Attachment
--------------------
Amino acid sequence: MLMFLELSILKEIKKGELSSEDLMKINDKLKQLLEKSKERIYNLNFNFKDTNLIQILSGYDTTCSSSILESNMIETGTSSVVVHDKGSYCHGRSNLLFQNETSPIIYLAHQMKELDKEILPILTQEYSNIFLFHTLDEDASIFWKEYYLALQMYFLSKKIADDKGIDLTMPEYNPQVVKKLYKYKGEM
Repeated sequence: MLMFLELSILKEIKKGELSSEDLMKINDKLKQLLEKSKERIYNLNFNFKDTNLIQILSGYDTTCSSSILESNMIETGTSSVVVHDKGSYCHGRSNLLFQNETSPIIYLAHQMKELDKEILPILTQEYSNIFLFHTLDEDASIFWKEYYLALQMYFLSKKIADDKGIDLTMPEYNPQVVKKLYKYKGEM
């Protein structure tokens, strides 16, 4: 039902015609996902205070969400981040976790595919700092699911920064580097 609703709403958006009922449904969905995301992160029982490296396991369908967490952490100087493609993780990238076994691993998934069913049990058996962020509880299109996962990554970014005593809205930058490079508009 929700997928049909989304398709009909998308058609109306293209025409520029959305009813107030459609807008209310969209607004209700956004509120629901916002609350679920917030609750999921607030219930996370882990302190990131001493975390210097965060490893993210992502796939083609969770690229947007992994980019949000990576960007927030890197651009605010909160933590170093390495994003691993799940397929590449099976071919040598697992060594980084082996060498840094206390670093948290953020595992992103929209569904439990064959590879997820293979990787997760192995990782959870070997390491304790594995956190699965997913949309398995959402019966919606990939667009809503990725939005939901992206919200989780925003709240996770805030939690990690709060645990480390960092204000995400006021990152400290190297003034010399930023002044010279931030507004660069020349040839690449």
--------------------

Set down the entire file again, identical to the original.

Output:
Amino acid sequence: MLMFLELSILKEIKKGELSSEDLMKINDKLKQLLEKSKERIYNLNFNFKDTNLIQILSGYDTTCSSSILESNMIETGTSSVVVHDKGSYCHGRSNLLFQNETSPIIYLAHQMKELDKEILPILTQEYSNIFLFHTLDEDASIFWKEYYLALQMYFLSKKIADDKGIDLTMPEYNPQVVKKLYKYKGEM
Repeated sequence: MLMFLELSILKEIKKGELSSEDLMKINDKLKQLLEKSKERIYNLNFNFKDTNLIQILSGYDTTCSSSILESNMIETGTSSVVVHDKGSYCHGRSNLLFQNETSPIIYLAHQMKELDKEILPILTQEYSNIFLFHTLDEDASIFWKEYYLALQMYFLSKKIADDKGIDLTMPEYNPQVVKKLYKYKGEM
């Protein structure tokens, strides 16, 4: 039902015609996902205070969400981040976790595919700092699911920064580097 609703709403958006009922449904969905995301992160029982490296396991369908967490952490100087493609993780990238076994691993998934069913049990058996962020509880299109996962990554970014005593809205930058490079508009 929700997928049909989304398709009909998308058609109306293209025409520029959305009813107030459609807008209310969209607004209700956004509120629901916002609350679920917030609750999921607030219930996370882990302190990131001493975390210097965060490893993210992502796939083609969770690229947007992994980019949000990576960007927030890197651009605010909160933590170093390495994003691993799940397929590449099976071919040598697992060594980084082996060498840094206390670093948290953020595992992103929209569904439990064959590879997820293979990787997760192995990782959870070997390491304790594995956190699965997913949309398995959402019966919606990939667009809503990725939005939901992206919200989780925003709240996770805030939690990690709060645990480390960092204000995400006021990152400290190297003034010399930023002044010279931030507004660069020349040839690449």